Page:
Philanthropist Jack Mandel dies at 99 in Cleveland
He and his brothers turned an auto-parts shop into an industrial giant, then became leaders in philanthropy
Jack N. Mandel, a major industrialist, philanthropist and benefactor of Brandeis University, died May 12, at his home in Cleveland, Ohio. He was 99.
With his brothers, Joseph and Morton, Jack Mandel created the Mandel Center for Studies in Jewish Education at Brandeis University, which opened in 2002, and the spectacular new Mandel Center for the Humanities, which opened in 2010.
"Jack Mandel was a generous, selfless individual who has meant so much to Brandeis over the years," Brandeis President Fred Lawrence said this week. "He invested in people with the values, ability and passion to change the world."Brandeis President-emeritus Jehuda Reinharz, who became president of the Mandel Foundation on Jan. 1, said: "Jack Mandel was a very wise, kind and generous man. He treated everyone with respect and a wry sense of humor and was beloved by everyone who came into contact with him. He will be sorely missed."
Mandel was born in 1911 in Kolbusowa, Poland. In 1913, his father came to the United States in preparation for relocating the family. Due to World War I, the relocation was delayed until 1920, when Jack was nine years old.
He attended Cleveland Public Schools and graduated from Glenville High School in 1929, where his education was based on half-day programs because, from age 14 on, he spent the rest of the day working. His jobs included selling the Cleveland News, ushering at the Palace Theatre, spot-welding at Cleveland Metal Products and die-casting at Superior Casting Company.
Following high school, he worked for an uncle who operated a small automotive parts store. In 1940, he and his brothers, Joseph and Morton, pooled $900 to purchase their uncle's store and founded Premier Automotive Supply Company. They built the business into a leading industrial company that went public in 1960, compiled an outstanding record for profit and innovation, and was purchased in 1996 by Farnell Electronics PLC, of London, England, to form Premier Farnell, PLC.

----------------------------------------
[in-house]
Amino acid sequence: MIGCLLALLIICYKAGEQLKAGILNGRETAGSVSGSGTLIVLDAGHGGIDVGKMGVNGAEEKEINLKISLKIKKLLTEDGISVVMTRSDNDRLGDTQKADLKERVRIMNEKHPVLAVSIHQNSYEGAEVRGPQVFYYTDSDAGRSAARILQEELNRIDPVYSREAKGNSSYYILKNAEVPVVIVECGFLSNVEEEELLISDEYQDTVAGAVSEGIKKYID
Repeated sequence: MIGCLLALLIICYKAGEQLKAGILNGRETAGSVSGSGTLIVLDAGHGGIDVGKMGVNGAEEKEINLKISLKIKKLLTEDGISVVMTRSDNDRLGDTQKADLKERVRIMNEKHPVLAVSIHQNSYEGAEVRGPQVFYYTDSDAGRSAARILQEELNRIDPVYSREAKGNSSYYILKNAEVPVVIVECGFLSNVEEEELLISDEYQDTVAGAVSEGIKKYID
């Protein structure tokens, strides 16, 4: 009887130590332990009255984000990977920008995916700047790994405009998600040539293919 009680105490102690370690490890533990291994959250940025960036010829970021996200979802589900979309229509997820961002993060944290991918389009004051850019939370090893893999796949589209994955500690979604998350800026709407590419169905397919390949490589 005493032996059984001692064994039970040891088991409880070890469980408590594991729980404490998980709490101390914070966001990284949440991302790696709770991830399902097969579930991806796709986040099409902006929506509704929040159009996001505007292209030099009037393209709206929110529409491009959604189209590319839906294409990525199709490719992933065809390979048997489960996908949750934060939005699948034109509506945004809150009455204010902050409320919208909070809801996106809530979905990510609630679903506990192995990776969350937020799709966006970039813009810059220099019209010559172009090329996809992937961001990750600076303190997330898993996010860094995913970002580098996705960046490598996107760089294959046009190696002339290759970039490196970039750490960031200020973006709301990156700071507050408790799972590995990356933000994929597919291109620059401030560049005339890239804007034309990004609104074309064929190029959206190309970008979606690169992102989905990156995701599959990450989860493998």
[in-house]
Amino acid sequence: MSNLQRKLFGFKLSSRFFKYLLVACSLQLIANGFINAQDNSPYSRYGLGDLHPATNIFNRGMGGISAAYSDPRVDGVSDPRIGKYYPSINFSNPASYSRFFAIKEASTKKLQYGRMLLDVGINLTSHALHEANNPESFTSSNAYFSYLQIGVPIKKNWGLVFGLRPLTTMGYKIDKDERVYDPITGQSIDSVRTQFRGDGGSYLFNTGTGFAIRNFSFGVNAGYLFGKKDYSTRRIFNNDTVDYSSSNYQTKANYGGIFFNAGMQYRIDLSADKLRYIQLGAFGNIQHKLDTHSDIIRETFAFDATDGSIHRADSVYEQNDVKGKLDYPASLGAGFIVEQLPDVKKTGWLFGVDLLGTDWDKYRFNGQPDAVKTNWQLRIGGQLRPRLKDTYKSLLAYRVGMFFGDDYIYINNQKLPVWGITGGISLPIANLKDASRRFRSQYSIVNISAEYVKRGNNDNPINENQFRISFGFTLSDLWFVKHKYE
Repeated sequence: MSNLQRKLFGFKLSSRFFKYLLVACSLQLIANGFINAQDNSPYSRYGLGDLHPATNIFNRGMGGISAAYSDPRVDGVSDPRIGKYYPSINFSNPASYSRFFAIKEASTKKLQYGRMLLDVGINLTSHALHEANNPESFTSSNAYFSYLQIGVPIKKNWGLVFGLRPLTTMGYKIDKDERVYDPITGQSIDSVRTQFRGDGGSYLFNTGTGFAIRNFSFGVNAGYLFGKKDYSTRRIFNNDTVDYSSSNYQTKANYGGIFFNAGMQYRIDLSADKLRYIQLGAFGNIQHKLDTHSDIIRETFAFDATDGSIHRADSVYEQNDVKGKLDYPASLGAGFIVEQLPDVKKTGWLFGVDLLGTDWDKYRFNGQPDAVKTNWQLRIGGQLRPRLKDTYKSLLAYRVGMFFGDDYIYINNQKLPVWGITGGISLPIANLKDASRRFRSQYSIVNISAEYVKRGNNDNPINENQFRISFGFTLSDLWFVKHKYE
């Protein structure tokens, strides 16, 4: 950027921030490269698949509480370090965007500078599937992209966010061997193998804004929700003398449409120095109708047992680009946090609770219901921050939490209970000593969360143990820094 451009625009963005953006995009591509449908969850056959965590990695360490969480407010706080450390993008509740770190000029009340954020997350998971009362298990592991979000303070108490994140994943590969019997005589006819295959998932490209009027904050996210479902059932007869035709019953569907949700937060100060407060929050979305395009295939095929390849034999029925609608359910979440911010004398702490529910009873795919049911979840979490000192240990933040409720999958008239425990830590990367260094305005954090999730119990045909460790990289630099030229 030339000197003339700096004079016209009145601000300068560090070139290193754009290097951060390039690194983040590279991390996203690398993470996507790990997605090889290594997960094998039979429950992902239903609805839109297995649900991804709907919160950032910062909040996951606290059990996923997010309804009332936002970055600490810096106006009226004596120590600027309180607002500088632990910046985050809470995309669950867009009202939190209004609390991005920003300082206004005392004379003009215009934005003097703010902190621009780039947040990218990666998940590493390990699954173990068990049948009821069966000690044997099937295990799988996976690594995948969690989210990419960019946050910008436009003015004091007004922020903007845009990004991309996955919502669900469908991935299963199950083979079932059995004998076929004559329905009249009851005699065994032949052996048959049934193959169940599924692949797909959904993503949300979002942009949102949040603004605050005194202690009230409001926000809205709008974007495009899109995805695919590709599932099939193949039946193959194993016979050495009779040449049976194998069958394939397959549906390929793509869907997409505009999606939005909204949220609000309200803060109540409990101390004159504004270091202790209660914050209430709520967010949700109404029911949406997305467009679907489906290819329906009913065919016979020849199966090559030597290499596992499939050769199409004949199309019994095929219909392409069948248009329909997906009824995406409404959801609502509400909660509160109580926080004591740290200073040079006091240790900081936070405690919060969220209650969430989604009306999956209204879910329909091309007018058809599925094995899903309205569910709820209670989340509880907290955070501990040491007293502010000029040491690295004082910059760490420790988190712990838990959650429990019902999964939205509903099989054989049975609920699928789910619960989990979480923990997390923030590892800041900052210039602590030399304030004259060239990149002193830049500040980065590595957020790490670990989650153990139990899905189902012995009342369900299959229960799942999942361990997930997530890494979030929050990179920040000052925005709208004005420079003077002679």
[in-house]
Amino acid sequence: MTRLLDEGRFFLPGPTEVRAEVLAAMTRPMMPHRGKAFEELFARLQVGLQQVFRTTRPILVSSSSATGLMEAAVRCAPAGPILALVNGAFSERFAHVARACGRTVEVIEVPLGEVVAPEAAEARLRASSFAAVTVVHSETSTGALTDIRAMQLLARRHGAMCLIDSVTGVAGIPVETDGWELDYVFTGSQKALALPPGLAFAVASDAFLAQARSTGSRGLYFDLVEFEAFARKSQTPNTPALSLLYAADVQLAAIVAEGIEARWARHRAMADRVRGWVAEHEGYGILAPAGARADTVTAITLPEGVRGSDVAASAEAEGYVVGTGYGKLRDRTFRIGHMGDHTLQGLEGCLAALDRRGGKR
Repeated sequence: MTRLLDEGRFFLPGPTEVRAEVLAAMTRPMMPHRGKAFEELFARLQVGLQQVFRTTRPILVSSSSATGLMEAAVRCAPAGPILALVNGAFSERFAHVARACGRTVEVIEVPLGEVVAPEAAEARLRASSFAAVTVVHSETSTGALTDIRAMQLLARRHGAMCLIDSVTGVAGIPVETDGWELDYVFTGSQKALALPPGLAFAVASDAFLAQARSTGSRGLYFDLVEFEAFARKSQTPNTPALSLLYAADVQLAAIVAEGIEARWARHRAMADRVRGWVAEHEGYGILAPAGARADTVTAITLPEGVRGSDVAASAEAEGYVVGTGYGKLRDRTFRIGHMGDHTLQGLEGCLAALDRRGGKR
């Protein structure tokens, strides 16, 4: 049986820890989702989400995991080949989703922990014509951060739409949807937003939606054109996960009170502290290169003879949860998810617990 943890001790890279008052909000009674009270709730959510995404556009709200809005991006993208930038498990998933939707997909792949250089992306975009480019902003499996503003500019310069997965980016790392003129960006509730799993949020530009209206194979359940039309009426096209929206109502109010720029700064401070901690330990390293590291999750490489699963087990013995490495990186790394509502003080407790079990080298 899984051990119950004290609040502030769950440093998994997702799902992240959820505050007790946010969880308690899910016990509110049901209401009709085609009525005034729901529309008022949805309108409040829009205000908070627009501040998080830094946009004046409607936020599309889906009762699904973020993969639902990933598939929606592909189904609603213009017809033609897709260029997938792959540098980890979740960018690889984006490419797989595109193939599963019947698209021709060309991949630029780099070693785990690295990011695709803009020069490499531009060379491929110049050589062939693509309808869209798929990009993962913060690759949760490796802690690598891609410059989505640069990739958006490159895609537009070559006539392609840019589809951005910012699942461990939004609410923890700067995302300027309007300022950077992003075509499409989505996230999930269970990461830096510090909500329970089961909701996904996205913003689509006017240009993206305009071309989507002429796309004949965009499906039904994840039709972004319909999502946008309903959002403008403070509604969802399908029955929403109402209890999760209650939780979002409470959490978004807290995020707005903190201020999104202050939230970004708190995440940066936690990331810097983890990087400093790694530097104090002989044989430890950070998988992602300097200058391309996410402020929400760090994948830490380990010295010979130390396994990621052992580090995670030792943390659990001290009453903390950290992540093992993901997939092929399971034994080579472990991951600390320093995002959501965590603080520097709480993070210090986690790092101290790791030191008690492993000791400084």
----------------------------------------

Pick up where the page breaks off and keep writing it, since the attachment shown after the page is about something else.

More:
In 1953, the Mandel brothers created a charitable foundation that today focuses on the management of nonprofit organizations; Jewish education and continuity; leadership; higher education, and urban neighborhood renewal.
Jack Mandel also was active in a number of community causes. He served on the boards of Cleveland's Montefiore care center, the Cleveland Sight Center and the Cleveland Play House. He was a Life Trustee of The Temple-Tifereth Israel and of the Jewish Federation of Cleveland.
In addition to his brothers, he is survived by sister-in-law and Brandeis trustee Barbara A. Mandel, the wife of Morton Mandel; a son, Sheldon Mandel; and numerous nieces and nephews. He was preceded in death by his wife, Lilyan; daughter, Bonnie; and sister, Meriam Cole.
Over the years many institutions have been founded or generously supported by the brothers, including the centers for Jewish education and the humanities at Brandeis; the Mandel Center for Nonprofit Organizations and the Mandel School of Applied Social Sciences at Case Western Reserve University; and the Mandel Center for Excellence in Leadership and Management and Mandel Center for Jewish Education of the Jewish Community Centers of North America.
In Israel, the brothers' foundation supports the Mandel Leadership Institute, the Mandel Center for Leadership in the Negev and, most recently, the Mandel Center for the Humanities at the Hebrew University in Jerusalem.
Sharon Feiman-Nemser, who is the Mandel Professor of Jewish Education and director of the Mandel Center for Studies in Jewish Education, said she "was struck by Jack Mandel's warmth and zest for living. Side-by-side with his brothers Mort and Joe, Jack left an indelible mark on Jewish and public life in the United States and in Israel. Through his support for Jewish education, leadership and civic life he made the world a better place. We are grateful for his support of our work and for all of his significant philanthropic efforts."